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Author Topic: First OSH Board and surface mount project.  (Read 904 times)
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This board is also my first 3V3 project.  It takes 5V0 but steps it down with that regulator.  It drives a 8 8X8 bicolor matrix display, that bit is hand-wired.  It clearly needs a second round of scrubbing.



* First_OSH_Park_Project.jpg (440.01 KB, 1395x943 - viewed 190 times.)
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How hard was it to solder the ATmega? I'm planning to make a board with an ATmega32U4. But I'm a bit worried about soldering it. I have a decent temperature controlled solder iron with some small tips, solder flux and braid. I'm just a bit worried about solder getting under the pins and connecting them.
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Leighton Buzzard, UK
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luckily surface tension is your friend
even if you put a continuous line of solder paste that covers all the pins
as soon as it melts, surface tension pulls to where you want it to be

many thanks to whoever invented surface tension!
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Grand Blanc, MI, USA
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Nice job, and welcome to the dark purple side!
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MCP79411/12 RTC ... "One Million Ohms" ATtiny kit ... available at http://www.tindie.com/stores/JChristensen/

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How hard was it to solder the ATmega? I'm planning to make a board with an ATmega32U4. But I'm a bit worried about soldering it. I have a decent temperature controlled solder iron with some small tips, solder flux and braid. I'm just a bit worried about solder getting under the pins and connecting them.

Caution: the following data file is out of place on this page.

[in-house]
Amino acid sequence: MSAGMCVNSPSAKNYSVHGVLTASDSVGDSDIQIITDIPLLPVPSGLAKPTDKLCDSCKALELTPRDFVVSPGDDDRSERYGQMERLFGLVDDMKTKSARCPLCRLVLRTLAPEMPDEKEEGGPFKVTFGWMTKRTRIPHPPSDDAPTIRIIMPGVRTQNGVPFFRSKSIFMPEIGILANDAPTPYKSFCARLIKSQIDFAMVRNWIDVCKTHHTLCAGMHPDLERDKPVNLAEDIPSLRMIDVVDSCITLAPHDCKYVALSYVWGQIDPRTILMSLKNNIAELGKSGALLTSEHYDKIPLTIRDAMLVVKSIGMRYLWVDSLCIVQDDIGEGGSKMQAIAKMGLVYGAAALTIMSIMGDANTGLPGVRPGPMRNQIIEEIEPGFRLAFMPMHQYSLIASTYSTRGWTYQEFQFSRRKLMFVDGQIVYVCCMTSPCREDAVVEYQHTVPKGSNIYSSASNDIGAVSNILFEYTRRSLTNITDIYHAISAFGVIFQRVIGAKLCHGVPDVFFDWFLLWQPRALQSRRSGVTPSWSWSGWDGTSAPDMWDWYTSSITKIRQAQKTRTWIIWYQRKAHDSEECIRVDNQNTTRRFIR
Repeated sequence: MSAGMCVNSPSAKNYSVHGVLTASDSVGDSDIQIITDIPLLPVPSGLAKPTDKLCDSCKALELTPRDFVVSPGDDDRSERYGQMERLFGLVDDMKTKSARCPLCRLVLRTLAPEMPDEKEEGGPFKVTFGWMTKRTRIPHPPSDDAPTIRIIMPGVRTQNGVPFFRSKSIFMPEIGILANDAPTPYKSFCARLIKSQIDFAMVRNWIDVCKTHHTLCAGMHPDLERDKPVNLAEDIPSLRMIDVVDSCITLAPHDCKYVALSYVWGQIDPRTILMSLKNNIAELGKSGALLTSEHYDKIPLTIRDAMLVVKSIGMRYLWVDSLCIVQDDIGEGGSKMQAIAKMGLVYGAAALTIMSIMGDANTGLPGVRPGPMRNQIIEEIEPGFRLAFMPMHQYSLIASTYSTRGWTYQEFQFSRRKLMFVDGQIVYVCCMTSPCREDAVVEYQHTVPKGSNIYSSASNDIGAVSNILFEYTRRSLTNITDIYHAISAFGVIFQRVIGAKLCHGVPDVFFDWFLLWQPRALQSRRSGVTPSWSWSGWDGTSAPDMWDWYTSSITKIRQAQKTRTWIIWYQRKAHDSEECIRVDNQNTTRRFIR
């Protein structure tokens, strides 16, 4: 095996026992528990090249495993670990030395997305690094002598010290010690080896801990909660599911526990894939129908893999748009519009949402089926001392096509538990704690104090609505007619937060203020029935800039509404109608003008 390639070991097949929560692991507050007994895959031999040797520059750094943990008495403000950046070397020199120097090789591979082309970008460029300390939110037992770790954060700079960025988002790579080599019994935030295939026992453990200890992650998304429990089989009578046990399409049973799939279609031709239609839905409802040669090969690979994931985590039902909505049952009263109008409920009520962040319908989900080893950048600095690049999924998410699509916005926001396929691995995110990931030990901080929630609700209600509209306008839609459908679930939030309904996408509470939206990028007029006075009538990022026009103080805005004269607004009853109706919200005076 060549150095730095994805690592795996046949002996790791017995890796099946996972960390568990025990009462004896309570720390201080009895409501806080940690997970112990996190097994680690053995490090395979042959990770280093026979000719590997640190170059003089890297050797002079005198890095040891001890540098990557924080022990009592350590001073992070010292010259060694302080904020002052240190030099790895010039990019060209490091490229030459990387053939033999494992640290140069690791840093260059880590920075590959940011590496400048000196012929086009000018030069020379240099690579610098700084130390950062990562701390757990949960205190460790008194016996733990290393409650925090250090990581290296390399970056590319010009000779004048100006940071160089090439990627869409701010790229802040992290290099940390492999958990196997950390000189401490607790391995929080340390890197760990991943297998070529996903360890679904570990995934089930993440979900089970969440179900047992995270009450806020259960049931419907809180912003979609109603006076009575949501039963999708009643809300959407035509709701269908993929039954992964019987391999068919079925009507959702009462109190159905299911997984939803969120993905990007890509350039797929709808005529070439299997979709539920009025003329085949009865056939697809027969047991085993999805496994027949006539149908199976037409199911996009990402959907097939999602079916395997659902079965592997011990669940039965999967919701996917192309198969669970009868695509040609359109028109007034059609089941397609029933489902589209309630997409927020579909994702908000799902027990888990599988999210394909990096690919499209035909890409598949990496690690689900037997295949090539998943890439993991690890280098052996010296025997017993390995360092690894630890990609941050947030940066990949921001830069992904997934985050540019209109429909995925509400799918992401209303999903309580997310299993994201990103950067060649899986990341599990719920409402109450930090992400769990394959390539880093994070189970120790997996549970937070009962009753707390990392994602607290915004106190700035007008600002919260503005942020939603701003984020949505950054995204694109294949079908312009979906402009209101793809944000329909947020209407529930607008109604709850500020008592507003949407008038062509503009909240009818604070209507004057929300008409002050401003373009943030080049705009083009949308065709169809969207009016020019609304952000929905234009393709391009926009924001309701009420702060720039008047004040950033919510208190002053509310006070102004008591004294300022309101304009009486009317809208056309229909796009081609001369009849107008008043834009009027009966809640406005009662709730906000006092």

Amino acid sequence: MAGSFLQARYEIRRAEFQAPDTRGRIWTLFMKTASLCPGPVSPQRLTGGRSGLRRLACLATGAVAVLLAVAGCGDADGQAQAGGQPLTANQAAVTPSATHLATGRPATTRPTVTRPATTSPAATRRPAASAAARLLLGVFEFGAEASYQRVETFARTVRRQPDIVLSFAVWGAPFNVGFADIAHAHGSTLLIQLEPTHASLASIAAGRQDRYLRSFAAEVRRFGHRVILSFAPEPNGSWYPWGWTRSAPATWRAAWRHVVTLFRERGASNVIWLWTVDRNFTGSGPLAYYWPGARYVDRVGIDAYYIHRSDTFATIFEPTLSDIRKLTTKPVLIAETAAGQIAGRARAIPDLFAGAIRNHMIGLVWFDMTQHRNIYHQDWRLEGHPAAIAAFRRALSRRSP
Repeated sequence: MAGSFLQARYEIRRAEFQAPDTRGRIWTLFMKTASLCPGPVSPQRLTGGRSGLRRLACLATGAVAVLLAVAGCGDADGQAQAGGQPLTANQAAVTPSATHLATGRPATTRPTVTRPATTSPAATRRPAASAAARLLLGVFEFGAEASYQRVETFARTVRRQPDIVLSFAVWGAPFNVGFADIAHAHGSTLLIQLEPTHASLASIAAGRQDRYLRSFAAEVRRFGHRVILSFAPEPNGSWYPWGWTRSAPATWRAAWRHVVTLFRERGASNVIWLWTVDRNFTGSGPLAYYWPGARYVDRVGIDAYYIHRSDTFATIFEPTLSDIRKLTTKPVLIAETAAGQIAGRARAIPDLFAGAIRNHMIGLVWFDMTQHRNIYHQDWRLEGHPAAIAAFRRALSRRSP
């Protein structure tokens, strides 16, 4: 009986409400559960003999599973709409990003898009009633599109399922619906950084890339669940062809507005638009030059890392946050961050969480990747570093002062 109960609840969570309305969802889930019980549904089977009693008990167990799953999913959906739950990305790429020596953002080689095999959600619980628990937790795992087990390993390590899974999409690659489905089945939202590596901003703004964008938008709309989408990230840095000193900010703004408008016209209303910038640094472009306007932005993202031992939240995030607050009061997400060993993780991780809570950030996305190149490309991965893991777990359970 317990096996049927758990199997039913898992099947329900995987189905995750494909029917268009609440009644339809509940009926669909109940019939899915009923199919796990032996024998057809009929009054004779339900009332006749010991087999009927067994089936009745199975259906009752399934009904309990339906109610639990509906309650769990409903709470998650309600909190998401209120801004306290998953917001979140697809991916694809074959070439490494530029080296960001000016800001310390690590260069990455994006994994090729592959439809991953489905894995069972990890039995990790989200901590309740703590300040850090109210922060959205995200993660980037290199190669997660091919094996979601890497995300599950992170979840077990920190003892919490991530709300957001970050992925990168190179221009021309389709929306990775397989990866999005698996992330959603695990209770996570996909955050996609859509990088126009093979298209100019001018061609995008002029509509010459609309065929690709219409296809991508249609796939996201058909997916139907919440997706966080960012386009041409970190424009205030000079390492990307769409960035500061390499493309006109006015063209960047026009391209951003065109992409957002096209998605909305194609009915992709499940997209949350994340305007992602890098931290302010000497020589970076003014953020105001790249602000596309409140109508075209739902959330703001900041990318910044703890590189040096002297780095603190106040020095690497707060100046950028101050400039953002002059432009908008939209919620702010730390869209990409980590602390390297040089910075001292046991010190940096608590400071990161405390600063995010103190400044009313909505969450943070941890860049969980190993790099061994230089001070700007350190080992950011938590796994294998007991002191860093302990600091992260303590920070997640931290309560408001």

No, I have to say that with the finest soldering tip (1/64 or .4mm) and the finest solder wire (.4mm Kester in my case) it's really quite easy to hand solder.  That's how I did it the first time.  Then I bricked the chip because the crystal was too fast.  I removed the microcontroller with a hot hair gun and it left solder very neatly on the pads.  The second time I just put flux over the pads, the second microcontroller over that, and applied hot air again and it pretty much sucked it in.  So both ways really were pretty easy.  Hand-soldering this chip was a lot easier than a 100 pin TQFP Altera CPLD I did a couple of weeks ago, I couldn't hand-solder the pins individually at all and had to use the flood and wick method.

If you have a problem bridging pins, just add a little flux and apply the braid.  It really does suck it out even where it can't touch as long as it can touch some of the solder.  That is surface tension working for you again.
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